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 Functional design for wireless technology

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PostSubject: Re: Functional design for wireless technology   Fri Jan 09, 2009 1:56 am

EvotingMachine0197 wrote:
Cabling is always a disaster. I don't believe there is any good way to keep it tidy really. In my case, I'm always fiddling with it anyway, so I don't really bother keeping it ultra tidy.

What I have done is mounted a 5-way mains extender on the side of the PC desk, with a 2M extension cord to the nearest socket. I find this handy for plugging stuff in and out as needs be. The PC itself and the Monitor use two of these, so I have 3 spare for whatever.

The thing about cables is that they are inevitably going to get tangled. If 5 cables are placed in a bag and removed again, the number of combinations of cable positions is humongous. Only one of these positions is the untangled one. A bit like a completed Rubik's Cube....

That's a handy thing to do is use those extenders. If there are enough sockets around your house in the right places the extenders can be fairly mobile and handy. Do you have any opinions on the aesthetics of it or a design format which would make cabling look wonderful, be functional and not trippy? What about cabling out to your garden for electricity there?

I need some advice myself. Look at the photo I took of the shed earlier

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PostSubject: Re: Functional design for wireless technology   Fri Jan 09, 2009 2:17 am

Auditor #9 wrote:


I need some advice myself. Look at the photo I took of the shed earlier


Dear God, and I thought I had problems Laughing
Thanks for the thoughtful reply earlier. As an 'early adopter' I seized on some of those 'improvements' a while ago. I had to drop the Spocky earphone for the bluetooth solution to my mobile phone in the car 'cos it was frightening the local children. Now the only wireless thing I love is the phone feature in my car. As long as the cellphone is charged (elsewhere!) and is anywhere in the car I can take calls with just the touch of a button on the steering wheel. The rest of my (technological) life is a total mess.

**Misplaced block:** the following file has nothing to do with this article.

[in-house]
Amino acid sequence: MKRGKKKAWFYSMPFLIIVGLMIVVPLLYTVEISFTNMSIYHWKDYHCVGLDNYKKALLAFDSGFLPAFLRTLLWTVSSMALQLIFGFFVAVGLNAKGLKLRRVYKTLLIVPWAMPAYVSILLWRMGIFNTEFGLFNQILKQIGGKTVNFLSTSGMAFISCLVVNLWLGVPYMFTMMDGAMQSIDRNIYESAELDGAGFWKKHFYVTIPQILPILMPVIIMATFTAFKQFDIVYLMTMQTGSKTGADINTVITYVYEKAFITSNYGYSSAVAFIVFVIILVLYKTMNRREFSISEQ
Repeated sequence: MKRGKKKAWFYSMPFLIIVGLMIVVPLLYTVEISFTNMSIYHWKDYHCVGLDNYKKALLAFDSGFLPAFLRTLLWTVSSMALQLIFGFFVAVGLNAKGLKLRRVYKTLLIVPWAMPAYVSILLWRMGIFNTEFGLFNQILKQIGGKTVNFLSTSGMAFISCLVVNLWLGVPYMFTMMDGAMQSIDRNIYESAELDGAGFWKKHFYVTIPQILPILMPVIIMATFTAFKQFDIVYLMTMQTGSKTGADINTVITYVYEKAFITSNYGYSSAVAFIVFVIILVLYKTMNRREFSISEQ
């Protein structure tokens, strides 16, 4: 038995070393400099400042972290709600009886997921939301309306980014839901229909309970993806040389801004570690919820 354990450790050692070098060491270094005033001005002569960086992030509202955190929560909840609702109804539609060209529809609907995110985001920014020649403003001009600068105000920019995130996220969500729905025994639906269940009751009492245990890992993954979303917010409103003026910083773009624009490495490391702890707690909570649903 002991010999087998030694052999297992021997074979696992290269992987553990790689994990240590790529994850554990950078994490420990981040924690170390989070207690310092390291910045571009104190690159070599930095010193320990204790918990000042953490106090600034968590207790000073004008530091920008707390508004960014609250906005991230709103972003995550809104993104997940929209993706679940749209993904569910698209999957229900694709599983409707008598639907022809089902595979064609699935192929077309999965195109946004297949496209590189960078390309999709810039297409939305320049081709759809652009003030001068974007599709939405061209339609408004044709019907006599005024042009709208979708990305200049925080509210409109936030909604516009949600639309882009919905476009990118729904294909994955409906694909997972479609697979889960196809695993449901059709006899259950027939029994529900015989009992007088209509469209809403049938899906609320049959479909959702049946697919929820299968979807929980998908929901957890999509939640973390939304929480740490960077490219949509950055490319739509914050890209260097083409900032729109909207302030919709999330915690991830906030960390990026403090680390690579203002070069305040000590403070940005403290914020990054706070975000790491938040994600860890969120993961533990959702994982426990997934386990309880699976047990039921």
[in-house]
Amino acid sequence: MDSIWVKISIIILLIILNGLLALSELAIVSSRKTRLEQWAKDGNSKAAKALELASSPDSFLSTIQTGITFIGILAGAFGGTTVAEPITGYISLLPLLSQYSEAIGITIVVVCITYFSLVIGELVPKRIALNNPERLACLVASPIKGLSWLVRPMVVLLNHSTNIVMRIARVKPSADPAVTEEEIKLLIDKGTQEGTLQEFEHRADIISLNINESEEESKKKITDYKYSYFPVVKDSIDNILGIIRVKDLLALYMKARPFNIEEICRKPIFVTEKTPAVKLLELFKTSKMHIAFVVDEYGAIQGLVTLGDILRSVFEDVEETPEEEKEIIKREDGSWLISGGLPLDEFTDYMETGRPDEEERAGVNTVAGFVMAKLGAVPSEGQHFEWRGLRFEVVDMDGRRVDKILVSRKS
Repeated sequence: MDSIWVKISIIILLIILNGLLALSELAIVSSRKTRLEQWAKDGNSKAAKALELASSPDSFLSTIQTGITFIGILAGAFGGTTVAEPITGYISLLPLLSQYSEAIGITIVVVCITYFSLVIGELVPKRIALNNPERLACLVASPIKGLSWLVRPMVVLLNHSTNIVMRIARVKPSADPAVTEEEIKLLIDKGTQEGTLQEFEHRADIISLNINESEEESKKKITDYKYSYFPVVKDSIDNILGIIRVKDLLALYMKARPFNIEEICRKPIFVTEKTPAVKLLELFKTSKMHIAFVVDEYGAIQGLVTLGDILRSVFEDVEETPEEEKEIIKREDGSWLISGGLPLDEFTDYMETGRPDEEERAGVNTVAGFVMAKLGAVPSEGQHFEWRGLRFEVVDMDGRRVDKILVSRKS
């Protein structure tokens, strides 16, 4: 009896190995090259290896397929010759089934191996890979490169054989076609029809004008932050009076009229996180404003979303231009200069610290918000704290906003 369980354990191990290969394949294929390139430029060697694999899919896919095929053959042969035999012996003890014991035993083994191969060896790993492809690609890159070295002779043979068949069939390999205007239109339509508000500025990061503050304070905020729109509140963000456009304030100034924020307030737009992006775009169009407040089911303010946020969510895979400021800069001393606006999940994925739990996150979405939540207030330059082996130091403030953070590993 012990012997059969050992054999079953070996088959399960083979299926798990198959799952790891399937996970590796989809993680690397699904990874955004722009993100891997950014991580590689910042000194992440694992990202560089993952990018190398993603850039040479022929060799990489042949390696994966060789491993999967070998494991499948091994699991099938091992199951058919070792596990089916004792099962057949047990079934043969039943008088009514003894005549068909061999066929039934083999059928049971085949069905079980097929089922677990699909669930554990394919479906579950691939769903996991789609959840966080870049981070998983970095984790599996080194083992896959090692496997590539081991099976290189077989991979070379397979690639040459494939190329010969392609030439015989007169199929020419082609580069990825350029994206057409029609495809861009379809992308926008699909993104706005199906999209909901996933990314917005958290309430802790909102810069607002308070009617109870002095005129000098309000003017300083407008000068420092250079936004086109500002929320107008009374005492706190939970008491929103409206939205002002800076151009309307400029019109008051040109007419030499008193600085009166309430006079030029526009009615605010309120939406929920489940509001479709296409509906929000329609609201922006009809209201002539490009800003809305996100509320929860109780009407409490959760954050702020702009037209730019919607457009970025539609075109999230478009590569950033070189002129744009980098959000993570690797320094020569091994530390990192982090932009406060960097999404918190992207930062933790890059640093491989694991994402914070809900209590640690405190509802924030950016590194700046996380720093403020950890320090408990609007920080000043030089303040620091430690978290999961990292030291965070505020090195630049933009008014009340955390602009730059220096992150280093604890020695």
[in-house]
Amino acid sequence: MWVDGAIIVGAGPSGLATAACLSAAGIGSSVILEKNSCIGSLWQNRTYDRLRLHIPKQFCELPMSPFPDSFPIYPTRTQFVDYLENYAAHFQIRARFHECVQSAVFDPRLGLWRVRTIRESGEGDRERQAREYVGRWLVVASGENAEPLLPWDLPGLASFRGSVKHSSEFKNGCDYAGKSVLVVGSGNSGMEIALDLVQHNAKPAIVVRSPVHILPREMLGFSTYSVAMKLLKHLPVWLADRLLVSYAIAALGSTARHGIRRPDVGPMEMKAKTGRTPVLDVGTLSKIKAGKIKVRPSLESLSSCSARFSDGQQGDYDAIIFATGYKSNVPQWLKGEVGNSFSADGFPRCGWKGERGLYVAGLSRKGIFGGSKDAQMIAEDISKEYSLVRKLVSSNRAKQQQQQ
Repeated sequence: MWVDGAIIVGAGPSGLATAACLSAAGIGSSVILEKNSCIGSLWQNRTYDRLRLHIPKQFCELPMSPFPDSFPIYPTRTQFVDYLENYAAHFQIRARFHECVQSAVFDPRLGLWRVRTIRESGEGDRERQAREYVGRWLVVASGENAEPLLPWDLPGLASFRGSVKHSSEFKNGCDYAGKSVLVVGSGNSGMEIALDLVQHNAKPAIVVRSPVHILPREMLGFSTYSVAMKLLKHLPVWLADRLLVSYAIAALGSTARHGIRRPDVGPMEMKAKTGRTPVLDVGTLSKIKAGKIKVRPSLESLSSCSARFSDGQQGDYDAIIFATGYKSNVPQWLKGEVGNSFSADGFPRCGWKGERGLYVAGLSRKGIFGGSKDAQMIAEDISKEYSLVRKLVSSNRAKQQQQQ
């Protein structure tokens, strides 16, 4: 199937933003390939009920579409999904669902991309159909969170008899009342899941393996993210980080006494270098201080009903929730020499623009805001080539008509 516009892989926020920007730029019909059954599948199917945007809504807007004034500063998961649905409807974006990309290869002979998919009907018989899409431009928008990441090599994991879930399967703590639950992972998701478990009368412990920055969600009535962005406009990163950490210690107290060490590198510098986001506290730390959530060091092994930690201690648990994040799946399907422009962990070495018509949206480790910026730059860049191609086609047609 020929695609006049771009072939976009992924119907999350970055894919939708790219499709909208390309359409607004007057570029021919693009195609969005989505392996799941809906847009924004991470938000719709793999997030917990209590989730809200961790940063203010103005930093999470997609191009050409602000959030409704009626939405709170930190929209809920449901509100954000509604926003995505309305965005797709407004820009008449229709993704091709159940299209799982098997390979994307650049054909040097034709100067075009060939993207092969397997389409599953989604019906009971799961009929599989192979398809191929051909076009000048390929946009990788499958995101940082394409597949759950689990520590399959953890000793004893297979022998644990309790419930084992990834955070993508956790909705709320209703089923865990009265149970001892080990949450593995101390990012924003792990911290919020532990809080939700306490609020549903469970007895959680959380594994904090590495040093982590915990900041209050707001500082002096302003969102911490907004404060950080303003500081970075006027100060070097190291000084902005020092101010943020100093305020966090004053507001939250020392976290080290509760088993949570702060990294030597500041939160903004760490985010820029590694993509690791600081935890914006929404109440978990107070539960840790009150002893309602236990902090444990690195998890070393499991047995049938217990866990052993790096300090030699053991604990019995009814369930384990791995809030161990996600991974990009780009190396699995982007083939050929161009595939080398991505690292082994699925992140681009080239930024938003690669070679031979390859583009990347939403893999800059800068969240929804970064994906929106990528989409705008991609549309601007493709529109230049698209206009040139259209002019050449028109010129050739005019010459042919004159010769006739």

Who knows, maybe a brilliant designer with a short-term goal is reading this and sketching affordable solutions. Idea
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PostSubject: Re: Functional design for wireless technology   Fri Jan 09, 2009 2:33 am

You're sort of bringing up a lot bigger questions there than you suspect candide I'd say - you could turn the world upside-down to get a new design if you were really into it. For example, because we've no full wireless world yet (remember you can get adhesive LED lights in the 2 Euro Shop, 4 for 2Euro and can be stuck anywhere the light doesn't shine and require no wires) you can start to plan for your cables some way - perhaps by hiding them behind decorative panelling on your walls or piping them under the floor and having sockets in the tiling of your floor (something I like) or you could try to make all your ceilings hollow ... the thoughts of it eh?

Me I don't mind too many cables and will go along with EVM with his multi-plugs. Ones on reels too - why not? What do you think of that idea? Having a few around the house, plugging them in and wheeling them around the place ? There could be really fancy ones too designed by James Dyson I suppose which are self-winding and need less stuff than other ones and are must-have. These things have a good lineage from the old wooden cable reels too.

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PostSubject: Re: Functional design for wireless technology   Fri Jan 09, 2009 2:45 am

Audi, very few broken lawnmowers, paint tins and blow up castles in your shed.

In the interests of safety - if you are bringing power out to the shed
or garden, please use an RCD adaptor wherever you are plugging the lead
in, if the socket curcuit is not already protected by an RCD.

I find all the power adaptors are a pain.